I never saw a wild thing sorry for itself. A small bird will drop frozen dead from a bough without ever having felt sorry for itself. D. H. Lawrence
To fast Ramadan you need resilience. The “R” word is taboo nowadays thanks to the Cult of Therapy. According to this cult, it is wrong for us to tell people to toughen up. If we use the phrase “man up”, we are then guilty of breaking both the ’T’ cult, and the ‘F’ cult. Yet, contrary to their claims, both these cults cannot grasp the diversity of life. Boudica is a misfit. Ramadan begins with resilience, and not only for alphabetic reasons.
Abstaining from food for thirty days is no mean feat. Many Muslims find it easy, because they are habituated to it. When a non-Muslim or a new Muslim convert tries to fast Ramadan, s/he will feel the strain. With repetition, the strain ceases to strain as much. This is the laudatory effects of resilience. What is hard becomes bearable; what is bearable becomes easy; what is easy becomes unnoticed. I have fasted Ramadan for decades, and its strain causes me to stop playing football and start playing table tennis during the month. My friends play football.
Any worthwhile endeavour needs resilience. A Hippie who aims to be the next Hertzs will have to ride through the peaks and troughs of scientific ambition. Less ambitious people, say postmen, still need resilience against life’s degradation. The Quran mentions this fact plainly because its Author knew that the Cult of Therapy would arise even though 7th century Bedouins would have hooted with laughter at such an idea:
And [recall] when We took your covenant and We raised over you the mount, [saying] “Take what we have given you with determination and remember what is in it that perhaps you may become righteous [2:63]
Each of us are born with promise, the promise that we can live a good life. If babies are bereft of this promise, whence comes man’s ability to live a good life? Entering into life we are aware of the Mount of Disaster overshadowing us. The only reasonable reaction to this mass of stone and sadness above our heads is resilience.
The psychology of resilience can be seen during Ramadan. During the day, we remind ourselves that night is close. When our life blazes too brightly and the heat hurts our skin, we should remember that sooner or later, the coolness of the night will come; our troubles will end. This is why Iftar, the breaking of the fast at sunset, is a blessing. It reminds us that after pain comes respite. As the Quran says:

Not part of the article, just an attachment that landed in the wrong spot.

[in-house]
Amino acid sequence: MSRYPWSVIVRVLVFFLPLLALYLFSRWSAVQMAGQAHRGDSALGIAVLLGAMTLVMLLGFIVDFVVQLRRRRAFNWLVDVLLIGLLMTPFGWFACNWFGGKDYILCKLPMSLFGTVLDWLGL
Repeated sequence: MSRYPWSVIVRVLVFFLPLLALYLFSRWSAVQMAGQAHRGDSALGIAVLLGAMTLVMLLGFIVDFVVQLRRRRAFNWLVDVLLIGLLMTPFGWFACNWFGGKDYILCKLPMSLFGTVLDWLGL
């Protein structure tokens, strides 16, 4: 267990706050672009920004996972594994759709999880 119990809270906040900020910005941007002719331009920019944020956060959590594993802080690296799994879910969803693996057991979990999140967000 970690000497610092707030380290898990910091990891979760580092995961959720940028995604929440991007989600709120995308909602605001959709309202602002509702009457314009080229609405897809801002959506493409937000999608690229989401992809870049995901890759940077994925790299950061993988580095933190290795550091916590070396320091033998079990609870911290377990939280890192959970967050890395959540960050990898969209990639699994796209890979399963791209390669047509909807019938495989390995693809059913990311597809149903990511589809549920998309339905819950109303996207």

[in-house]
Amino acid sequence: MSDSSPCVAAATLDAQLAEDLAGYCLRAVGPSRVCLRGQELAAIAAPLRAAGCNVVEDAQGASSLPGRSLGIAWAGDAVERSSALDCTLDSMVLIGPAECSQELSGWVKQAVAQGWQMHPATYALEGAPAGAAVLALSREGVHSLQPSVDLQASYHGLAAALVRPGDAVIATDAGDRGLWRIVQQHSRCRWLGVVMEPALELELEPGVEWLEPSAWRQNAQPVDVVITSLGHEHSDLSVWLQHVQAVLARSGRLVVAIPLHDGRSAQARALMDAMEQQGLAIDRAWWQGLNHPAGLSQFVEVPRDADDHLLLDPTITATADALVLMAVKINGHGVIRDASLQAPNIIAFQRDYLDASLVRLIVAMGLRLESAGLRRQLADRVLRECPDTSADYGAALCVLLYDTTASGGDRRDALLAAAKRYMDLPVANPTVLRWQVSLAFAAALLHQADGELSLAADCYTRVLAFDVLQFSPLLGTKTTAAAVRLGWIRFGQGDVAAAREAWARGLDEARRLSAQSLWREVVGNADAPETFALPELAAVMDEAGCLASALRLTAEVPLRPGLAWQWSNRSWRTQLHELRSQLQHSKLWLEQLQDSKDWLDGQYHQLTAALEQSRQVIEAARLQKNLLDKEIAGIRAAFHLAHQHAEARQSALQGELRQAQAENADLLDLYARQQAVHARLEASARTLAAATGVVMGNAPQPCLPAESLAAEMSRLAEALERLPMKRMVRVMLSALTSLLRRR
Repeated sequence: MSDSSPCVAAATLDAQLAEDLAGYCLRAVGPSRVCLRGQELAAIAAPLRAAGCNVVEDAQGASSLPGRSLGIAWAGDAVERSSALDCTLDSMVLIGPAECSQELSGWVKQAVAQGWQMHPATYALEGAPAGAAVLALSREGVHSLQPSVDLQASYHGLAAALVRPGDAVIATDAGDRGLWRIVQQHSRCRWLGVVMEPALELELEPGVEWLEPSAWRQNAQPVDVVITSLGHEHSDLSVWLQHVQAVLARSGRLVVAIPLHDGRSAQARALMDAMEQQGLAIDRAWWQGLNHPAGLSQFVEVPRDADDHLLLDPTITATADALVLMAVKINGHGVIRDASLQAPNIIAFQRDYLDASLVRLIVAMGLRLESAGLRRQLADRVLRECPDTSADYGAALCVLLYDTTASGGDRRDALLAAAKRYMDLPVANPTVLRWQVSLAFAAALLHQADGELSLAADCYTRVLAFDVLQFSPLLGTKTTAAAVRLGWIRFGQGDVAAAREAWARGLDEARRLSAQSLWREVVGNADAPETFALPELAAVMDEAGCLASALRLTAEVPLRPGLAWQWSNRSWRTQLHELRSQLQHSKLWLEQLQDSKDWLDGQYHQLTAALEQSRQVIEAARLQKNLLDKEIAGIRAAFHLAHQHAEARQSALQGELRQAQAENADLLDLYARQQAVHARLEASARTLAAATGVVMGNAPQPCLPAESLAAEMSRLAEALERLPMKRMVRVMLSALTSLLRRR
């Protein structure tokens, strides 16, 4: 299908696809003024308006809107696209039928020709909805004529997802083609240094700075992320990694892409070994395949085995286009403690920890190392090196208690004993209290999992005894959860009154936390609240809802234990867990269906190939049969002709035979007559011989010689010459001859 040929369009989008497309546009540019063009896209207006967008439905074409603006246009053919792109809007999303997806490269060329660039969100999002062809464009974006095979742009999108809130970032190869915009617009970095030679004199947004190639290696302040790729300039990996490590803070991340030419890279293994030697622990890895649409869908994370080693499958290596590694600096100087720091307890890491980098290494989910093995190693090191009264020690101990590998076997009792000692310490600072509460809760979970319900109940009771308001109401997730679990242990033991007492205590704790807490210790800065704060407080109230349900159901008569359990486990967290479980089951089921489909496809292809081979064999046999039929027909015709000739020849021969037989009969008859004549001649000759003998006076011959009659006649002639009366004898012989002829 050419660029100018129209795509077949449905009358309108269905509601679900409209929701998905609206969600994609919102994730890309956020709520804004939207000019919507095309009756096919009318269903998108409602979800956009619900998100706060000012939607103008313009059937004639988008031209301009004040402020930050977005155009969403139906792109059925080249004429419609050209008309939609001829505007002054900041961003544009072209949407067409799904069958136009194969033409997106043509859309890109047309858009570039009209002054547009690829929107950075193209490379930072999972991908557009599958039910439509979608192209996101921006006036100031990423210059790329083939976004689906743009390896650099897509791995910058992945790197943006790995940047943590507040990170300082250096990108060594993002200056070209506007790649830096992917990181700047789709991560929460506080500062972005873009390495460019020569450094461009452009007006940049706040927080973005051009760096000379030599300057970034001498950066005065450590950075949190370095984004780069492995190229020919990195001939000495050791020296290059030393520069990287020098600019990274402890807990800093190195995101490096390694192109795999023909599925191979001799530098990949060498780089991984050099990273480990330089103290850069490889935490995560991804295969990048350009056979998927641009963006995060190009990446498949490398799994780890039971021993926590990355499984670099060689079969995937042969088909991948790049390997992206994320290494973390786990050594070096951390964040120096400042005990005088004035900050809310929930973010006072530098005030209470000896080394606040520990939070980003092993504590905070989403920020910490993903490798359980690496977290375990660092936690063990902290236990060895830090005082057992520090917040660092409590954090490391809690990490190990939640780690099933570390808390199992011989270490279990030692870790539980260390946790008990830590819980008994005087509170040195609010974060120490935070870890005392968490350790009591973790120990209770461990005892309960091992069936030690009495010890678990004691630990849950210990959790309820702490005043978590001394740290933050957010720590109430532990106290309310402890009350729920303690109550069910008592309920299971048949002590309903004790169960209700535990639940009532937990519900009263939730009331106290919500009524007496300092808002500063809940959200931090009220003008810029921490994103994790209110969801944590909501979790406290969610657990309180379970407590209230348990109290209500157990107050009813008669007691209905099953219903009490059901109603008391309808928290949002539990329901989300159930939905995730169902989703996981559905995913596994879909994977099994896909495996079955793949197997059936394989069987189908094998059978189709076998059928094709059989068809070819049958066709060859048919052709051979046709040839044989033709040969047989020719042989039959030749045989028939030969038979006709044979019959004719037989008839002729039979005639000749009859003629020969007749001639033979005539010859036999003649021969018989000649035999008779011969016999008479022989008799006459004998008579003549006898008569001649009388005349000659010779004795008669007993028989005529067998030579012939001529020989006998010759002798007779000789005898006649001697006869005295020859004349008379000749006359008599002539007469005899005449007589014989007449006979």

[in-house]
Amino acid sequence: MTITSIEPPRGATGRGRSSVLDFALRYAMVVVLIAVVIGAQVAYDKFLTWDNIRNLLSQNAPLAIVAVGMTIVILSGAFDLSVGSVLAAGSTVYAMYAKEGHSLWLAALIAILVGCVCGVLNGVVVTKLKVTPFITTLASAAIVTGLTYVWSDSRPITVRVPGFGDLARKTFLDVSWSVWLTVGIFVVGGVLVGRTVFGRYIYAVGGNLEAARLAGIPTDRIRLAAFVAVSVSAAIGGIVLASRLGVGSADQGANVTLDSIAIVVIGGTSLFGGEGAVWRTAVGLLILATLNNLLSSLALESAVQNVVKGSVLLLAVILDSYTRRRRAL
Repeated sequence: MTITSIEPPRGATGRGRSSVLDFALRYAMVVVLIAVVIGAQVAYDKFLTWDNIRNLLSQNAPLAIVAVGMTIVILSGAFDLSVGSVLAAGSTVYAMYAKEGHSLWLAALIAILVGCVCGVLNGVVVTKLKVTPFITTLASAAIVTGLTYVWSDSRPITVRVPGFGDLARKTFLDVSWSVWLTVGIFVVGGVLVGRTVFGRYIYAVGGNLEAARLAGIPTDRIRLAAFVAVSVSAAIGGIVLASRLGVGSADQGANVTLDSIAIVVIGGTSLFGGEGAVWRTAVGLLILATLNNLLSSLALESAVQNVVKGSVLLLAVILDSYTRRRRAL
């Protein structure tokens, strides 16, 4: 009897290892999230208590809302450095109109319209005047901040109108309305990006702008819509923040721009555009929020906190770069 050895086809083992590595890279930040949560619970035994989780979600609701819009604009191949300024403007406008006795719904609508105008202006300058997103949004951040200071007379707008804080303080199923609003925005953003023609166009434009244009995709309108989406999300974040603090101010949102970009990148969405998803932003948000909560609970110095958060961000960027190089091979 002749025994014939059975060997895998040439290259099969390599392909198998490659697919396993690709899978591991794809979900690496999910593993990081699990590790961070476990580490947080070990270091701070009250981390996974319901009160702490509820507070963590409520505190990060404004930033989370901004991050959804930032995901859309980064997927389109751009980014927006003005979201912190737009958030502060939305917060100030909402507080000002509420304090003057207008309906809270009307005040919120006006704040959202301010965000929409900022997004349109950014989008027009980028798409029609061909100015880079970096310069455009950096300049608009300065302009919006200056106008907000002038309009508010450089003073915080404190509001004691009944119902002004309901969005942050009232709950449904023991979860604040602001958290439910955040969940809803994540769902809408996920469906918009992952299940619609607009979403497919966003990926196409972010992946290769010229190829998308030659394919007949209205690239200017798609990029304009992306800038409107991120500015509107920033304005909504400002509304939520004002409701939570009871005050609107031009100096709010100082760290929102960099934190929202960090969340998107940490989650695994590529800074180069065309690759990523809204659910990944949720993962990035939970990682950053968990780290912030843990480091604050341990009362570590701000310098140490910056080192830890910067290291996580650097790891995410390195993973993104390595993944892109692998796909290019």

For indeed, with hardship [will be] ease * Indeed with hardship [will be] ease [94: 5-6]
Life, however, can seem unkind to us. As soon as we get respite, new stones pile on us. We have to keep thinking of the next respite. But sometimes we get hit on the head by an unending avalanche. To get through that we use the psychology of Iftar (or “forward looking”), but on an extended scale. The Prophet made Ramadan into three parts: the first ten days, the middle ten days, and the last ten days. This segmentation of time helps to keep your heart resilient and your hope fresh. In life, as in Ramadan, we should run marathons by making smaller markers, instead of contemplating the distance between the starting line and the finishing line.
Ramadan is the month of resilience, a reminder of the psychology needed to keep our promise to live a good life. This month is the experimental proof on a global scale of the efficacy of “voluntary discomfort”. It is common knowledge that voluntarily putting yourself in uncomfortable situations has benefits. Instead of playing video games before sleeping you spend an hour revising for your exams. Instead of sleeping your Saturday mornings away, you spend your Saturday mornings jogging. The mindset Ramadan gives helps us face the next eleven months with the correct focus.